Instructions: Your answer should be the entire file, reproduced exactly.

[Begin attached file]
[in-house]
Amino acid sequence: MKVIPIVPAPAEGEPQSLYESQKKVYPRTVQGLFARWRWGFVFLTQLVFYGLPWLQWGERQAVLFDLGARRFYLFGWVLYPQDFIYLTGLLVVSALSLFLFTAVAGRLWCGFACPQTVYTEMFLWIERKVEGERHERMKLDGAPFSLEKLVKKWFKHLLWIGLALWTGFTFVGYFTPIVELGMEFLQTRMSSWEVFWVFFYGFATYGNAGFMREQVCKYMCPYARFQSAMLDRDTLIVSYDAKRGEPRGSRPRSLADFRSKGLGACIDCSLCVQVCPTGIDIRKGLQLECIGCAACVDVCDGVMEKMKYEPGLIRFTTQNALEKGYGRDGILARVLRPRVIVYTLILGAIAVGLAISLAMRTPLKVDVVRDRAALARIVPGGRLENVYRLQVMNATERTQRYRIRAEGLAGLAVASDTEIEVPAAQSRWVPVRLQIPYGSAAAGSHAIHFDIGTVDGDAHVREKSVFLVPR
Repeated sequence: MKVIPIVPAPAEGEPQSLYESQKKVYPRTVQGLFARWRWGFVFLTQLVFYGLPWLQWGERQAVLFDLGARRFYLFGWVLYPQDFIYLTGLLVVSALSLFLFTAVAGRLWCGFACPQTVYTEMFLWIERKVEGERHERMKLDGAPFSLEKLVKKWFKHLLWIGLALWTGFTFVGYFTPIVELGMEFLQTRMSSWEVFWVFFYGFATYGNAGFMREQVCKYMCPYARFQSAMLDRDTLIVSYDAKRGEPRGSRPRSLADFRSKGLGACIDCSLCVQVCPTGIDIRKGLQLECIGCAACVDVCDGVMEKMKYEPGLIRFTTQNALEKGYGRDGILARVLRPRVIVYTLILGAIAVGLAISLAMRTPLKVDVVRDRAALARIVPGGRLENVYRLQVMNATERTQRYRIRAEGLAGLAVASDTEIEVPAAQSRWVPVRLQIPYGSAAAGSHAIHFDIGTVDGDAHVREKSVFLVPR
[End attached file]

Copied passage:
[in-house]
Amino acid sequence: MKVIPIVPAPAEGEPQSLYESQKKVYPRTVQGLFARWRWGFVFLTQLVFYGLPWLQWGERQAVLFDLGARRFYLFGWVLYPQDFIYLTGLLVVSALSLFLFTAVAGRLWCGFACPQTVYTEMFLWIERKVEGERHERMKLDGAPFSLEKLVKKWFKHLLWIGLALWTGFTFVGYFTPIVELGMEFLQTRMSSWEVFWVFFYGFATYGNAGFMREQVCKYMCPYARFQSAMLDRDTLIVSYDAKRGEPRGSRPRSLADFRSKGLGACIDCSLCVQVCPTGIDIRKGLQLECIGCAACVDVCDGVMEKMKYEPGLIRFTTQNALEKGYGRDGILARVLRPRVIVYTLILGAIAVGLAISLAMRTPLKVDVVRDRAALARIVPGGRLENVYRLQVMNATERTQRYRIRAEGLAGLAVASDTEIEVPAAQSRWVPVRLQIPYGSAAAGSHAIHFDIGTVDGDAHVREKSVFLVPR
Repeated sequence: MKVIPIVPAPAEGEPQSLYESQKKVYPRTVQGLFARWRWGFVFLTQLVFYGLPWLQWGERQAVLFDLGARRFYLFGWVLYPQDFIYLTGLLVVSALSLFLFTAVAGRLWCGFACPQTVYTEMFLWIERKVEGERHERMKLDGAPFSLEKLVKKWFKHLLWIGLALWTGFTFVGYFTPIVELGMEFLQTRMSSWEVFWVFFYGFATYGNAGFMREQVCKYMCPYARFQSAMLDRDTLIVSYDAKRGEPRGSRPRSLADFRSKGLGACIDCSLCVQVCPTGIDIRKGLQLECIGCAACVDVCDGVMEKMKYEPGLIRFTTQNALEKGYGRDGILARVLRPRVIVYTLILGAIAVGLAISLAMRTPLKVDVVRDRAALARIVPGGRLENVYRLQVMNATERTQRYRIRAEGLAGLAVASDTEIEVPAAQSRWVPVRLQIPYGSAAAGSHAIHFDIGTVDGDAHVREKSVFLVPR